Luis G. Cuello, Ph.D.
Associate Professor of Cell Physiology & Molecular Biophysics
Texas Tech University Health Sciences Center
3601 4th Street, STOP 6551
Lubbock, Texas 79430
Office: (806) 743-2525
Lab: (806) 743-2527
FAX: (806) 743-1512
I have been trained in the use of several biophysical techniques (electrophysiology, spectroscopy and X-ray crystallography) with the aim to understand at the molecular level the intricate relationship between membrane protein structure and function, with special attention to potassium channels. The application of these techniques in tandem have produced the first structural driven kinetic cycle for a potassium channel, which is a crucial technical achievement that would help us to elucidate the molecular basis of channel related diseases and in the "smart" design of new drugs for therapeutic purposes.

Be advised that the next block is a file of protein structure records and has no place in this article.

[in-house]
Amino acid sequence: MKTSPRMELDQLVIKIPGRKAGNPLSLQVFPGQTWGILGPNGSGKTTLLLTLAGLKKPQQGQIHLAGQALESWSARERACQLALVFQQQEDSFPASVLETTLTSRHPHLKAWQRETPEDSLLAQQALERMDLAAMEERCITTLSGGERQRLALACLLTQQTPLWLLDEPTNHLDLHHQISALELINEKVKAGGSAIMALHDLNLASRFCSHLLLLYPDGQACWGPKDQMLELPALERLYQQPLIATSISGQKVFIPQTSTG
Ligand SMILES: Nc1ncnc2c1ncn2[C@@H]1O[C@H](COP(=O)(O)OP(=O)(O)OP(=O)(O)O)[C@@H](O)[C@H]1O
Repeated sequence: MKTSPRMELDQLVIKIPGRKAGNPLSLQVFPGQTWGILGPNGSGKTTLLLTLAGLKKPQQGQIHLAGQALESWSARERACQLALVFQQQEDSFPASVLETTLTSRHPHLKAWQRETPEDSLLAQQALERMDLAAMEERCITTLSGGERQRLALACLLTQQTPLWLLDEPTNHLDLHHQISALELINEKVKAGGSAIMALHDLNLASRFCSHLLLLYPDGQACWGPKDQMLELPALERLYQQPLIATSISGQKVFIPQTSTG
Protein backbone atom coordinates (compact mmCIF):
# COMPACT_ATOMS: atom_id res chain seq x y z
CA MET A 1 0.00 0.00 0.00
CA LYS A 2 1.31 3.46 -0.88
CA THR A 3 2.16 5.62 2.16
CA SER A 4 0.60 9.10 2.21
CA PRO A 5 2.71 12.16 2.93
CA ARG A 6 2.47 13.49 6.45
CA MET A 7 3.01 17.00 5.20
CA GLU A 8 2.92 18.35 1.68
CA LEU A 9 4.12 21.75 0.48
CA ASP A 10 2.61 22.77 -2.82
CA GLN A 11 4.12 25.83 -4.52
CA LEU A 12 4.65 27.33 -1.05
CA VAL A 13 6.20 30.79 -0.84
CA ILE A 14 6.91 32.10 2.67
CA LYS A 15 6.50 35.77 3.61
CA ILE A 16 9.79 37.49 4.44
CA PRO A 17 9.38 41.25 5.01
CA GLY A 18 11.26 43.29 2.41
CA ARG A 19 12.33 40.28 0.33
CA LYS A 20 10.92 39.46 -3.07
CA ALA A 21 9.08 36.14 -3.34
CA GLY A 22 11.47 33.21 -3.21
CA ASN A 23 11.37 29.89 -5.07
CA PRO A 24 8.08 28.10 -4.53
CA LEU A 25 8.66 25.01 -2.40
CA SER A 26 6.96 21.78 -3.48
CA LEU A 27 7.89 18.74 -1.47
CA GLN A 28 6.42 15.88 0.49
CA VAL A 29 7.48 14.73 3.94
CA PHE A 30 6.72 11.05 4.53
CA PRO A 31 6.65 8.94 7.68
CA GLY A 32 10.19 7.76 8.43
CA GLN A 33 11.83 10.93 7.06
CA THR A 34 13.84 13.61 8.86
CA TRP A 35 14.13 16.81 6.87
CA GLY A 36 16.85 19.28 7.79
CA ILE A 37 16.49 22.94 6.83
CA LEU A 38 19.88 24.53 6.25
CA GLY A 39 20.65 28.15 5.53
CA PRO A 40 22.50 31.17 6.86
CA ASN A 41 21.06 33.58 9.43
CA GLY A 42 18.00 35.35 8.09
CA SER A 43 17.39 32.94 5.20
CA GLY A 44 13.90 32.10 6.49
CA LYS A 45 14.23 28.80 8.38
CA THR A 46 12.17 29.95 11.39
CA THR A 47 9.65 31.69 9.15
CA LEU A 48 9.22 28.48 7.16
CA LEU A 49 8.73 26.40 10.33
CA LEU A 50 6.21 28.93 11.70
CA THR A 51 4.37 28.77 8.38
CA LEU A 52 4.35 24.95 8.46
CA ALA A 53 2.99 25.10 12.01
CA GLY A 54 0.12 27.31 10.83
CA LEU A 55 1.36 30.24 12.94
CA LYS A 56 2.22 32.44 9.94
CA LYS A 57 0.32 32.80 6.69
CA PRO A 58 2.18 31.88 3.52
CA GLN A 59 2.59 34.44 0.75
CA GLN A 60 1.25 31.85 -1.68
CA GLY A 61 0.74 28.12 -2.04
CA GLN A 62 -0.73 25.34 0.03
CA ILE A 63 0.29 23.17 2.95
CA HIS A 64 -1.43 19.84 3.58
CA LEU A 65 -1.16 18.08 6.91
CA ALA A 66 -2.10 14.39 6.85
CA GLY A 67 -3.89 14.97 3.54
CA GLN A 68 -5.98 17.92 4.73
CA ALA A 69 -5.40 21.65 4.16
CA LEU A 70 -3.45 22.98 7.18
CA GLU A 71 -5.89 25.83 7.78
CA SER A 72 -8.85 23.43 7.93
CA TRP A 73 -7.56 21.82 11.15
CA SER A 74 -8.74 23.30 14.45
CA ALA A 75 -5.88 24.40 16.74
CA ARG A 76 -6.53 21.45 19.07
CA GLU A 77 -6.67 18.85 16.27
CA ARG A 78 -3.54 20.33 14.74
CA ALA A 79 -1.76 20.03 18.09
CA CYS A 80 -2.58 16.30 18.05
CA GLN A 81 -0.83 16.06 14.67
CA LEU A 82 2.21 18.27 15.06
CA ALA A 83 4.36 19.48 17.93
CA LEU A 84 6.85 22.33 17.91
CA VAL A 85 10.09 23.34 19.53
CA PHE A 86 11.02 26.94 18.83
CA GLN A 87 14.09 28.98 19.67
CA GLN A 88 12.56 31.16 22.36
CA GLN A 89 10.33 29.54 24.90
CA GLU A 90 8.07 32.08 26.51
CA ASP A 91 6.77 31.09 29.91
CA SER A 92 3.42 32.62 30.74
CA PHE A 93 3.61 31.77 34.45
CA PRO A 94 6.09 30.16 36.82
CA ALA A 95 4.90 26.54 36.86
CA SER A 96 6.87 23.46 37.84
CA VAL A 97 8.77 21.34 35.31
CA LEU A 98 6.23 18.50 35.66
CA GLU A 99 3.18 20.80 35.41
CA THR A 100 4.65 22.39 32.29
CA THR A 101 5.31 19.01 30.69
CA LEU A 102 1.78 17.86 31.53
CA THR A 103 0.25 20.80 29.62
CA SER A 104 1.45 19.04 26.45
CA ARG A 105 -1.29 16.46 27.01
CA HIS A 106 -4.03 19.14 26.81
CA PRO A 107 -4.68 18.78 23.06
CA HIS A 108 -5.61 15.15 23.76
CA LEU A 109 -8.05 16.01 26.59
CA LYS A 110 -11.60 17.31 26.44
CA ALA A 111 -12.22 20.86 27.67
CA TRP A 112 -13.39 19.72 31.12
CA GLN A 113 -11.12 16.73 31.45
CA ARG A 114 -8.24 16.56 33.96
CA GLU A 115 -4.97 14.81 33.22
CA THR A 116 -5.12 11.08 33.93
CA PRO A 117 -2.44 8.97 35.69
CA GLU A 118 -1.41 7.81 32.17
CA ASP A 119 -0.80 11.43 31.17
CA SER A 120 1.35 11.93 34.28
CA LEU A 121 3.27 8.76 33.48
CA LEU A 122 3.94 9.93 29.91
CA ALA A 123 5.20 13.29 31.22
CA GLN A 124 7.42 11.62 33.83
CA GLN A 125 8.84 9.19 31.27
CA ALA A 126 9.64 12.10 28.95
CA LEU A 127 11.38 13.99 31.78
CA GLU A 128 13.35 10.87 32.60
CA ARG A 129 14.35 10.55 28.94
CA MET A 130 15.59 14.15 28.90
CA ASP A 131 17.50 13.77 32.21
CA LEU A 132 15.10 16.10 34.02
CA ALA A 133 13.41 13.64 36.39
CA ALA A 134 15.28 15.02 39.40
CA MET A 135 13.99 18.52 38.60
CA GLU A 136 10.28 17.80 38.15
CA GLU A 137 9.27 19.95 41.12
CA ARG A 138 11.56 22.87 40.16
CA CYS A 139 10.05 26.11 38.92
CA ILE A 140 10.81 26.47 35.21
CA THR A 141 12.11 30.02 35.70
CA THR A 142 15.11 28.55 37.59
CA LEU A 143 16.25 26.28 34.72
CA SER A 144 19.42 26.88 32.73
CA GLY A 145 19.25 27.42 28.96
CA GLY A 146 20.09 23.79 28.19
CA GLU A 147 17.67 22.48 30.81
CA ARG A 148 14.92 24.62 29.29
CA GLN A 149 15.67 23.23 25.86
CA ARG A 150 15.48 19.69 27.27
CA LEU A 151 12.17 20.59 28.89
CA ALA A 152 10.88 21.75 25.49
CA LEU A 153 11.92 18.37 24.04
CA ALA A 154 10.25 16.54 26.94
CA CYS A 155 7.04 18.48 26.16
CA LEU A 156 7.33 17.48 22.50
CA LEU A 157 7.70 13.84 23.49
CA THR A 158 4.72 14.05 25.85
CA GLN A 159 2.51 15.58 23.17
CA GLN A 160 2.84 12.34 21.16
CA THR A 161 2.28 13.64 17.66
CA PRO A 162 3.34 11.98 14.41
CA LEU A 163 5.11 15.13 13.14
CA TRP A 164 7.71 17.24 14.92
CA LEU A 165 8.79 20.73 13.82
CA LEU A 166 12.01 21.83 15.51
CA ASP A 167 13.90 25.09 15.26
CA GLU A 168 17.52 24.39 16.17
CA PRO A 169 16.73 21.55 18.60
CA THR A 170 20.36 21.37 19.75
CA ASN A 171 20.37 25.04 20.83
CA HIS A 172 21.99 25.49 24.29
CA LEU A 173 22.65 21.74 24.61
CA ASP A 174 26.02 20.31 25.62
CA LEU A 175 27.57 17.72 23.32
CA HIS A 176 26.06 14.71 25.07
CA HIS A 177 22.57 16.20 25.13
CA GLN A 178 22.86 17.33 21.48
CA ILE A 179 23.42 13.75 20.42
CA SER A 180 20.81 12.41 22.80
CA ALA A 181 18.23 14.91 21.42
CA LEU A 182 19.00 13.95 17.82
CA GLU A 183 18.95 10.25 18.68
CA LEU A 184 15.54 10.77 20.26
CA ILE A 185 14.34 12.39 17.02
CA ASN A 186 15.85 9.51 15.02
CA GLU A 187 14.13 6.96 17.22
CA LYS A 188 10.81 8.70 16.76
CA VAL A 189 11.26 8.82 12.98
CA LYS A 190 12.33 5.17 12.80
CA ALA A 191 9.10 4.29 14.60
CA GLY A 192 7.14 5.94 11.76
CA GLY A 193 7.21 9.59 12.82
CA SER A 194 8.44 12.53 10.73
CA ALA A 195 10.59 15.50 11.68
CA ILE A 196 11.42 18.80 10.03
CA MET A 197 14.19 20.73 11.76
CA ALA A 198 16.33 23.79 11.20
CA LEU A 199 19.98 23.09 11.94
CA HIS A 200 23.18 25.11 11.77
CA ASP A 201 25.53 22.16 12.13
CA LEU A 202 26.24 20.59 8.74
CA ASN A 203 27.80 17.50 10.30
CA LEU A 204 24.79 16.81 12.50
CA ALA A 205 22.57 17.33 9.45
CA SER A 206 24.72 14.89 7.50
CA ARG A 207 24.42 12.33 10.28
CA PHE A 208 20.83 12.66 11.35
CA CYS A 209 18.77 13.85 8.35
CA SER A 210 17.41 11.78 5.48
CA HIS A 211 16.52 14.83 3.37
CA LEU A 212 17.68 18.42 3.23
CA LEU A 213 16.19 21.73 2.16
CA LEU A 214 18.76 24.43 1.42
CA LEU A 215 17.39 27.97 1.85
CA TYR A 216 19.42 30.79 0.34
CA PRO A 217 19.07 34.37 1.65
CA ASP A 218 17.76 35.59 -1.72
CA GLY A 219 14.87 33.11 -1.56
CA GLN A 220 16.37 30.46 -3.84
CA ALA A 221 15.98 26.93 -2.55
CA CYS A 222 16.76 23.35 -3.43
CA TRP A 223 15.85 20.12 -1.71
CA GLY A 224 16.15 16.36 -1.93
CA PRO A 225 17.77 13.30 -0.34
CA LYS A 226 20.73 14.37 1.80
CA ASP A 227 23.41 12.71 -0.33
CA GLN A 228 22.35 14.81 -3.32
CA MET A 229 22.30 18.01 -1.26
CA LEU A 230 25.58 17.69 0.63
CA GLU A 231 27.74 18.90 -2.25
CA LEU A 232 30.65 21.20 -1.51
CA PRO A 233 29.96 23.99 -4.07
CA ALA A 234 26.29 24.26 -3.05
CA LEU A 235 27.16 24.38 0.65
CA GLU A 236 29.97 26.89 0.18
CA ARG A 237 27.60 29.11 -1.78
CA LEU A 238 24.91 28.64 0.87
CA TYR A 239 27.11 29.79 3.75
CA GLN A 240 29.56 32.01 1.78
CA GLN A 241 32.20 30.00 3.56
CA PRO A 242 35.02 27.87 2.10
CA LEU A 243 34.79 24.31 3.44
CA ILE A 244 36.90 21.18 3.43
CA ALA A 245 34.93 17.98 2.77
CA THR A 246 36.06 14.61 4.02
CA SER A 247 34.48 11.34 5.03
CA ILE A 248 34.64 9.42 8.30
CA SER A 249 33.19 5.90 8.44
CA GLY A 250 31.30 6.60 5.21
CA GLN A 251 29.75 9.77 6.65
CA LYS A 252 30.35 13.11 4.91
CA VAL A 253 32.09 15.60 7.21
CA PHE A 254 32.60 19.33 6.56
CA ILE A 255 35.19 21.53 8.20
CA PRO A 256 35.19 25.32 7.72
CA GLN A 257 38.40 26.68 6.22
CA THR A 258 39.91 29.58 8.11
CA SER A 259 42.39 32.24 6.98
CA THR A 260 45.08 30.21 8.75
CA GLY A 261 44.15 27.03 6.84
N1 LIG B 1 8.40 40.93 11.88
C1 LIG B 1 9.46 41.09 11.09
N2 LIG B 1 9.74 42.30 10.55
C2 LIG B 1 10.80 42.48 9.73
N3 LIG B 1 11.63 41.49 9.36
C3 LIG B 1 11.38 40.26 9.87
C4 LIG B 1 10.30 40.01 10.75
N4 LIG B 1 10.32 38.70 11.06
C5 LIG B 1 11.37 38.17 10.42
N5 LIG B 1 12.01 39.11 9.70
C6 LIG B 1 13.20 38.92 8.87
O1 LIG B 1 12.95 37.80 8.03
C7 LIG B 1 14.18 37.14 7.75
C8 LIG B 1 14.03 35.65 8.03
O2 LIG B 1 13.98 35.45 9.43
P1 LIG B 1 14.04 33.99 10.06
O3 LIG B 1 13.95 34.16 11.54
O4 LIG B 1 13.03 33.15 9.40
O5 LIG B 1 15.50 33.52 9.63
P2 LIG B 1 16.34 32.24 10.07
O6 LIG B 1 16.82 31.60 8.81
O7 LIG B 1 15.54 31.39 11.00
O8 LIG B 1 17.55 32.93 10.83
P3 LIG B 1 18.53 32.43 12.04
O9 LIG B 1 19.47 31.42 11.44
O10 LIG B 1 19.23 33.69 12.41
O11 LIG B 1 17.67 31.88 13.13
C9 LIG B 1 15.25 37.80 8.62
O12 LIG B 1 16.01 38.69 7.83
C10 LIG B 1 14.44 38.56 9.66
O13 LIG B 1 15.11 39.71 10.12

The gating cycle of a K+ channel at atomic resolution
Upper left, Structure of the open and C-type inactivated state at atomic resolution shows a network of water molecules stabilizing KcsA's selectivity filter in the collapsed conformation. Upper right, Inactivating waters behind the selectivity filter are located inside a cavity between to adjacent subunits Inactivation cavity, lower left, Tyrosine 82 in KcsA work as a gatekeeper regulating the flow of water molecules into the inactivation cavity, hence regulating C-type inactivation. Lower right, a small alanine residue at the position 82 allows the free diffusion of water molecules into the inactivation cavity and then accelerating the rate of C-type inactivation.
New Federal Funding
|NIH RO1 (High-resolution crystallographic and functional studies of K+ channel gating )||2018-2022|
|Welch Foundation (Crystallographic and functional studies on the novel role of water molecules in K+
channel C-type inactivation gating)
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Luis Cuello, Ph.D.